Port-wine stains are birthmarks that look like someone spilled wine on the skin. About 3 out of every 1,000 children are born with this pink-to-reddish mark.
You'll see port-wine stains most often on faces, heads, arms, or legs. But they can appear anywhere on the body. These red marks are rarely harmful, and they usually aren't signs of any major health problem. The biggest concern is often whether a port-wine birthmark will upset a child or hurt their self-confidence, especially when they're a teenager.
What Causes Port-Wine Stains
Port-wine stains are a kind of vascular birthmark, meaning that they're related to the skin's blood vessels. These birthmarks, including port-wine stains, are not caused by anything the mother does or doesn't do before or during her pregnancy. You can't prevent them.
A port-wine stain happens when chemical signals in tiny blood vessels don't "turn off," and those blood vessels get bigger. The extra blood turns the skin red. Researchers found that port-wine stains start with the mutation of one specific gene. What causes this change in a developing baby's DNA still isn't clear.
In about 3% of people who have a port wine stain on the face, this same mutation causes Sturge-Weber syndrome, a condition that affects the brain. People with this syndrome have seizures and eye problems. They may have weak muscles, migraines, and trouble learning.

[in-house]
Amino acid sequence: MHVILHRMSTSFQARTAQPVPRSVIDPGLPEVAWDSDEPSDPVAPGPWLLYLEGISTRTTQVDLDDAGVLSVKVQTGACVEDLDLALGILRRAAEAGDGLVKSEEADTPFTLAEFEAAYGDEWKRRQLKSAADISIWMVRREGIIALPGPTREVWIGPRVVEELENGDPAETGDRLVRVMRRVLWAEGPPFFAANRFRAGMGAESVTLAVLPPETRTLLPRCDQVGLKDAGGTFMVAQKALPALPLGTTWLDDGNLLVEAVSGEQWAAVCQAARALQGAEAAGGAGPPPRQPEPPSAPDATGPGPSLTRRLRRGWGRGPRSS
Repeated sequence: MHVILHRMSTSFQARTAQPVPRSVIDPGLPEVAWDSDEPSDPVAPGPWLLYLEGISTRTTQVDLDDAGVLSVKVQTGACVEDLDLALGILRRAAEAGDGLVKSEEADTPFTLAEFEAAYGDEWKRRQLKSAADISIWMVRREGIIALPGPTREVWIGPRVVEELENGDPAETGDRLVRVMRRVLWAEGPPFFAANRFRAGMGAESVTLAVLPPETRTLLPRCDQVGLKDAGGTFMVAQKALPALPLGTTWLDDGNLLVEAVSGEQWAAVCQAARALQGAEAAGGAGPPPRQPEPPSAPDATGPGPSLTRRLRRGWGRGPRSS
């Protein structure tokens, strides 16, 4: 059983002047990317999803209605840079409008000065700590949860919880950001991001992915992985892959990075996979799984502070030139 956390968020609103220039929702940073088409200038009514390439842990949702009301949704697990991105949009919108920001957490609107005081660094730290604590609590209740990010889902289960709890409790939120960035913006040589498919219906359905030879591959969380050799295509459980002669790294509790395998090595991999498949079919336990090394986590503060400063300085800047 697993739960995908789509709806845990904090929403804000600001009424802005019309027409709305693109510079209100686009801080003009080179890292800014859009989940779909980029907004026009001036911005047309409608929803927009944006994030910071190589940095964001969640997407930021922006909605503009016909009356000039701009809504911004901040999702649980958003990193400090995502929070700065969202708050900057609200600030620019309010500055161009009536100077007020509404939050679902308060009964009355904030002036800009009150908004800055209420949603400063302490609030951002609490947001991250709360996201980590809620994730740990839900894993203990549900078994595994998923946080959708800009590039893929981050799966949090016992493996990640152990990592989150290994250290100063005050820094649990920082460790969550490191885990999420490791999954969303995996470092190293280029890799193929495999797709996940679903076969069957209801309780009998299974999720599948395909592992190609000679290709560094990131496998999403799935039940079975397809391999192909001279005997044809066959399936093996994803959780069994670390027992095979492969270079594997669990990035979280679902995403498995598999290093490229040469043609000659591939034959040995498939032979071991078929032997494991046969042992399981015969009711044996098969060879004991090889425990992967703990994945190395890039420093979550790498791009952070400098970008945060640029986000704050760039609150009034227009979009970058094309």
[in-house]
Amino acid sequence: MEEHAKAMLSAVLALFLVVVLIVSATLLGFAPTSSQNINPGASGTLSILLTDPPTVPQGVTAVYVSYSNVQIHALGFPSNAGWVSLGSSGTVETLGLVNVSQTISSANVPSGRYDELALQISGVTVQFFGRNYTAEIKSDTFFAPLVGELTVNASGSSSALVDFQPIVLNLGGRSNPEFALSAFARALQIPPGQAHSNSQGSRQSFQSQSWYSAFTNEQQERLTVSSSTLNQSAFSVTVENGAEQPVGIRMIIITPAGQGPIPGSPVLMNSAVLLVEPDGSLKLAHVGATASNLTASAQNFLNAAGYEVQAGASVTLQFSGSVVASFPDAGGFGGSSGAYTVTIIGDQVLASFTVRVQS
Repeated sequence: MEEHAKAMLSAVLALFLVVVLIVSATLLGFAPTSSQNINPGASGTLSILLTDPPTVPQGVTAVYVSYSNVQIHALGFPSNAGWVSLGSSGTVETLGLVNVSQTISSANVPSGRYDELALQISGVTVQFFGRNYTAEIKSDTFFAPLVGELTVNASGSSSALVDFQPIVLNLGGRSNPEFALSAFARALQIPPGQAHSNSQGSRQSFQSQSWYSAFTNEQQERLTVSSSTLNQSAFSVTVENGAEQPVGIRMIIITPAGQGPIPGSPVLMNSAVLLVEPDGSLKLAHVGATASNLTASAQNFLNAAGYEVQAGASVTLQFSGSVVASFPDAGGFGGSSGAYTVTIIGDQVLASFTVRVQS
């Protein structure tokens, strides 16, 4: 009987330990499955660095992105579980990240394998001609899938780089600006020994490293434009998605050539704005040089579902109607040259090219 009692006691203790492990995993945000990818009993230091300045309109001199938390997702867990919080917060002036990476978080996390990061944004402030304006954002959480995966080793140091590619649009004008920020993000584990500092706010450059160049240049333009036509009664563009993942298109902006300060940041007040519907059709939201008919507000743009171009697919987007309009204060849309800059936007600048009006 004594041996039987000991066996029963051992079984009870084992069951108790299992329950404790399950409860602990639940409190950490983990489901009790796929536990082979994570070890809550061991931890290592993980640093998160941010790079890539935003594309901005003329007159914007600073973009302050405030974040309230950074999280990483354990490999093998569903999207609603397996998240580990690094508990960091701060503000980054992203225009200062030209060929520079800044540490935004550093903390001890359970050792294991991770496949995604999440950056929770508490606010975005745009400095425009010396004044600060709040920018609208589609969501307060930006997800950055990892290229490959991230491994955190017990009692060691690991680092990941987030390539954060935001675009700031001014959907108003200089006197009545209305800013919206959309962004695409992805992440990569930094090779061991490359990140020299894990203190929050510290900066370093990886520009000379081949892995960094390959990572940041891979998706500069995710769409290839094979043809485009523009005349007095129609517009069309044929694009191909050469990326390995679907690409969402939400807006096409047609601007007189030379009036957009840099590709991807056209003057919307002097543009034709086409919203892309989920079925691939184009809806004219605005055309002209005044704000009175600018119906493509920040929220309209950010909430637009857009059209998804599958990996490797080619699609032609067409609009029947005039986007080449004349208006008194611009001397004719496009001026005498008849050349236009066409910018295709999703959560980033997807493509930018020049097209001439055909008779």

What Happens to Port-Wine Stains
Unlike some other birthmarks, such as a "stork bite" or "strawberry," a port-wine stain grows as the child grows. The birthmark will last into adulthood. The color usually gets darker, turning purple or a deep red. The skin of a port-wine stain often gets thicker, and it may go from feeling smooth to pebbly.
The birthmark shouldn't itch or hurt, and it shouldn't bleed. If it does, you should have it checked by a doctor. Sometimes, a port-wine stain gets drier than the skin around it, and using moisturizer will help.
What to Do About a Port-Wine Stain
Your doctor can check the birthmark during a regular visit and let you know if there could be any problems.
A port-wine stain, especially when it's large or on their face, might affect a kid's self-esteem. It might make others treat them differently, too. If you're concerned, ask your doctor about your options. For instance, laser treatments may help make port-wine stains smaller and lighter.
The main thing you can do is talk with your child. Help them prepare for other people's questions and reactions. Explain that their birthmark is just a part of their body, like the color of their eyes or how tall they are. It has nothing to do with the kind of person he or she is.